December 11 2013

Station Square: From Train Depot to Tourism Hotspot

Station Square, Pittsburgh

Station Square has had a storied history in the city of Pittsburgh for over 100 years. The 52-acre site was originally the location of the Pittsburgh train terminal, which was the central station of the Pittsburgh and Lake Erie Railroad. The Pittsburgh train terminal was built in 1897 by William George Burns, and was the primary source of the exportation of steel out of the Pittsburgh area.

By the 1970’s, however, the steel industry had rapidly decreased in the Pittsburgh area, and the train terminal was abandoned. In 1976, preservationist Arthur P. Ziegler Jr. bought the site for $30 million and began the process of fixing the buildings up for adaptive reuse of the site. After renovating the terminal and a number of smaller buildings surrounding the area, Ziegler sold Station Square to Forest City Enterprises, who in turn put in over $70 million into the area, which included a $25 million hotel and a $25 million central court. The train terminal itself has been transformed into a number of shops, restaurants, and offices, which has made the area into one of Pittsburgh’s largest and most visited entertainment districts.

Station Square is now home to over a dozen restaurants and a plethora of exciting attractions for all ages. The site features amazing sites of the city from the south shore of the three rivers, as well as quick access to the Gateway Clipper Fleet, which is a sightseeing cruise along the rivers. It is also home to the Duquesne and Monongahela Inclines to the top of Mount Washington, providing a beautiful landscape of Pittsburgh’s downtown. The site is also the home of Highmark Stadium, which is a 3,500 seat stadium used for the minor-league Pittsburgh Riverhounds soccer team. Station Square also has a large nightlife, with a number of bars and nightclubs in the area.

Station Square, Pittsburgh

Station Square has changed multiple times in its prestigious history. From its humble beginnings as a train terminal, to a center of entertainment for the city, Station Square has always had a place as a central hub for the citizens of Pittsburgh. The future of this site looks as promising as its past, with numerous projects also being set into place in the area.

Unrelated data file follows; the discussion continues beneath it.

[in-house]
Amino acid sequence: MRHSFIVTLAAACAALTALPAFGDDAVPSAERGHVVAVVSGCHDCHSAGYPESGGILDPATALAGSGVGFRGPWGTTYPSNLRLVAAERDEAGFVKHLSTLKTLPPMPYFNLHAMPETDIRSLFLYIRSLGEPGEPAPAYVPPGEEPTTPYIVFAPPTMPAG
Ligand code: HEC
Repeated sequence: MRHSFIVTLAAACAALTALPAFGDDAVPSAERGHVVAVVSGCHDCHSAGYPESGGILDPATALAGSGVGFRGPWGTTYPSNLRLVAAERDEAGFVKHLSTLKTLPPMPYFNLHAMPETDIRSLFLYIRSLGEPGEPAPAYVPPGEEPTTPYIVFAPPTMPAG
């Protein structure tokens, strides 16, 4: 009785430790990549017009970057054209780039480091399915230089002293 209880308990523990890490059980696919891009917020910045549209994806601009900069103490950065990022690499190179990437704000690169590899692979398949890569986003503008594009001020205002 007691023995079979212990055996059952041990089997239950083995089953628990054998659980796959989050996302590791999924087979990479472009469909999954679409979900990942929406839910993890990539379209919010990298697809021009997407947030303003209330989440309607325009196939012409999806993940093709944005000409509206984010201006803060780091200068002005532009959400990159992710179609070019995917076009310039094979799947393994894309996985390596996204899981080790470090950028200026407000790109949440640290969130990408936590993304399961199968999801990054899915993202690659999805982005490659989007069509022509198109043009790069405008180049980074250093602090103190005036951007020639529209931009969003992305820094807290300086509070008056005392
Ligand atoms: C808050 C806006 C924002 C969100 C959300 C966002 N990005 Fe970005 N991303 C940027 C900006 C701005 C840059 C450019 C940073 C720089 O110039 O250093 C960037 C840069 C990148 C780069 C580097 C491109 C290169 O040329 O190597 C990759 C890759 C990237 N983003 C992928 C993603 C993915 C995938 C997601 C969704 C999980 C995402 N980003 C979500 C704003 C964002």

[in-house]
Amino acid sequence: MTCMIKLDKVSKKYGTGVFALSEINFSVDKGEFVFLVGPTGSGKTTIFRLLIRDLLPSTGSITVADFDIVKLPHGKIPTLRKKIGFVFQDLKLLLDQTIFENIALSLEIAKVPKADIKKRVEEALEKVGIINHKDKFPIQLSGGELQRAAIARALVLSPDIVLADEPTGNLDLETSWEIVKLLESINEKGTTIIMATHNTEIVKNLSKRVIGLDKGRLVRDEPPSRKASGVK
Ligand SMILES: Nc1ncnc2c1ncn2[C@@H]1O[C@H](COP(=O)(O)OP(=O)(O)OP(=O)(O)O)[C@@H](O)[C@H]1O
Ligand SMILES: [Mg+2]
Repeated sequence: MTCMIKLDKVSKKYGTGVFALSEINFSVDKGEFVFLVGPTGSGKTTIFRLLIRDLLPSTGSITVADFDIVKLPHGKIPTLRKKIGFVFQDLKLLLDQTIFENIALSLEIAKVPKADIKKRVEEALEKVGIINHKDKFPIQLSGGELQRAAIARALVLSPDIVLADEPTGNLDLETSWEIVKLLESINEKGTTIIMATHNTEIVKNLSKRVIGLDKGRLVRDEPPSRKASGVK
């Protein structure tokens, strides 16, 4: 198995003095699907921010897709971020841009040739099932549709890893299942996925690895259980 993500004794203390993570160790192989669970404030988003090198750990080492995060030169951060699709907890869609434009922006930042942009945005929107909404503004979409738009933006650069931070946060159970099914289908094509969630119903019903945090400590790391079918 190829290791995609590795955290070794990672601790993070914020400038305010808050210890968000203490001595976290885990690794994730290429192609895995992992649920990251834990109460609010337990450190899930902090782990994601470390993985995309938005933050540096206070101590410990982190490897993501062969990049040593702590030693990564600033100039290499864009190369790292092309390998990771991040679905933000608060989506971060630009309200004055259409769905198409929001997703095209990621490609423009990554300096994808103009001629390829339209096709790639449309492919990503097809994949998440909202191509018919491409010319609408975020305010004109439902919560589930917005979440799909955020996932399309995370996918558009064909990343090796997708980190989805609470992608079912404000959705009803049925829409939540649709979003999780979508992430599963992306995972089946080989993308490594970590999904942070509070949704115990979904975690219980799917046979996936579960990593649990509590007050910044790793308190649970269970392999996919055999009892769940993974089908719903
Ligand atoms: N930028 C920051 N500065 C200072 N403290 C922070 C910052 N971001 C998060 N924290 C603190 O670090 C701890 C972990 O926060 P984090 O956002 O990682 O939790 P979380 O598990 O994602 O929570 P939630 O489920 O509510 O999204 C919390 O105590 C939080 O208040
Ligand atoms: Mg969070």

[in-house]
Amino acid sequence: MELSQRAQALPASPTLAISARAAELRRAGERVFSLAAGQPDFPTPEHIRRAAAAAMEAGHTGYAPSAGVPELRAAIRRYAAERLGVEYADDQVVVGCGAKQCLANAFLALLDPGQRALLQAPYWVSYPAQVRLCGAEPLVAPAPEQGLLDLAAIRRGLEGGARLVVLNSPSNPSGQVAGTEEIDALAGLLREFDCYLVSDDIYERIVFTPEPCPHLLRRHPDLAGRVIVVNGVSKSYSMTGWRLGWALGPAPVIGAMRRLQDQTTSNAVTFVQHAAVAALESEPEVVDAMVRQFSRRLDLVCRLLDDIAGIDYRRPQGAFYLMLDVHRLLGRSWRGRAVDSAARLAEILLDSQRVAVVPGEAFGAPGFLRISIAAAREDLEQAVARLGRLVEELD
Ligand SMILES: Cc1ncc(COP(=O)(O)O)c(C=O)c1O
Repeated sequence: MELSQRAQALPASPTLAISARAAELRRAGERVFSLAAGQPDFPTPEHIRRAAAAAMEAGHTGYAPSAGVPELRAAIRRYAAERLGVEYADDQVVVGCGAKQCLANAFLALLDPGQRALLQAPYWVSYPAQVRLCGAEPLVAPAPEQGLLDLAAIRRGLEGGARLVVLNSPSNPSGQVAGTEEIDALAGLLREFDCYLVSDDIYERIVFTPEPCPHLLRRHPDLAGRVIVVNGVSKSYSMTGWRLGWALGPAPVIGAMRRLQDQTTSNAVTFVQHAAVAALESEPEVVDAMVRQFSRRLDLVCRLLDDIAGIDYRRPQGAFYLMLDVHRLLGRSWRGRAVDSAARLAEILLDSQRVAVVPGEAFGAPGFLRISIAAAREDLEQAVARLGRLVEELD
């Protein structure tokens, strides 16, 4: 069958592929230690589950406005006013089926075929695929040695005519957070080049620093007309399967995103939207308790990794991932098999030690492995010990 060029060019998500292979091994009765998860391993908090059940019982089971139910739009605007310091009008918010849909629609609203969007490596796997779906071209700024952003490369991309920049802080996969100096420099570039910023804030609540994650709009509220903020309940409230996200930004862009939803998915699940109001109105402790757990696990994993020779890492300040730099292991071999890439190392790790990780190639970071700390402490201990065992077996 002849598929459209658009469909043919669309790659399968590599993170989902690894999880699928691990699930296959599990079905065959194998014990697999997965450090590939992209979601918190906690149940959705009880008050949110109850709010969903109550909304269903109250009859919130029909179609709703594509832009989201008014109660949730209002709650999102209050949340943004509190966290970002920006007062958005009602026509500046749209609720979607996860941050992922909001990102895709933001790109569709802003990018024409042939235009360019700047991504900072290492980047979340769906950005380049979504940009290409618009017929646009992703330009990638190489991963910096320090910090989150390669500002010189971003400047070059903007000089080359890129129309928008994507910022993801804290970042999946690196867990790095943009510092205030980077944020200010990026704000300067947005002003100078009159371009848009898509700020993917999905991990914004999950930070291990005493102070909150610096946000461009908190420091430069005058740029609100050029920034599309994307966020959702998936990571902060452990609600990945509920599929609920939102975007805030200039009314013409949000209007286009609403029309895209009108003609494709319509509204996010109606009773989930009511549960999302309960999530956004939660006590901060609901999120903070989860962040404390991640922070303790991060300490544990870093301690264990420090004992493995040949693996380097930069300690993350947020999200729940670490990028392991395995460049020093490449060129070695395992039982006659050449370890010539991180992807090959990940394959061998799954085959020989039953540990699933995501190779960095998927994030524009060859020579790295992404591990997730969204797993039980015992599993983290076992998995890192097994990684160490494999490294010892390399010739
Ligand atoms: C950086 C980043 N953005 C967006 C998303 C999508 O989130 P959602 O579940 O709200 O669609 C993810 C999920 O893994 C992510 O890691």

How can the adaptive reuse of Station Square be marketed into other reuse projects across the United States?

Credits: Images by Greg Shermeto. Data linked to sources.

Greg Shermeto

Greg Shermeto is a recent graduate at the State University of New York at Buffalo with a B.A. in Environmental Design. While studying, Greg worked on projects including the South Buffalo Trolley and Trail System, which helped to connect the Western New York Railway Historical Society’s railroad museum to the downtown corridor. He has also worked for the University at Buffalo’s Center for Urban Studies, where Greg assisted with the redevelopment of the Perry Choice neighborhood in downtown Buffalo. Greg also spent a semester studying the built environment of the Baltic States in Estonia and Latvia. Greg’s interests include transportation planning and community design, and the efforts to make urban areas accessible and functional for the future. For the Grid, Greg will be writing about planning issues and topics about the city of Pittsburgh, where he currently resides.

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This entry was posted on Wednesday, December 11th, 2013 at 9:22 am and is filed under Architecture, Community/Economic Development, Environmental Design, History/Preservation, Land Use, Urban Development/Real Estate. You can follow any responses to this entry through the RSS 2.0 feed. You can leave a response, or trackback from your own site.


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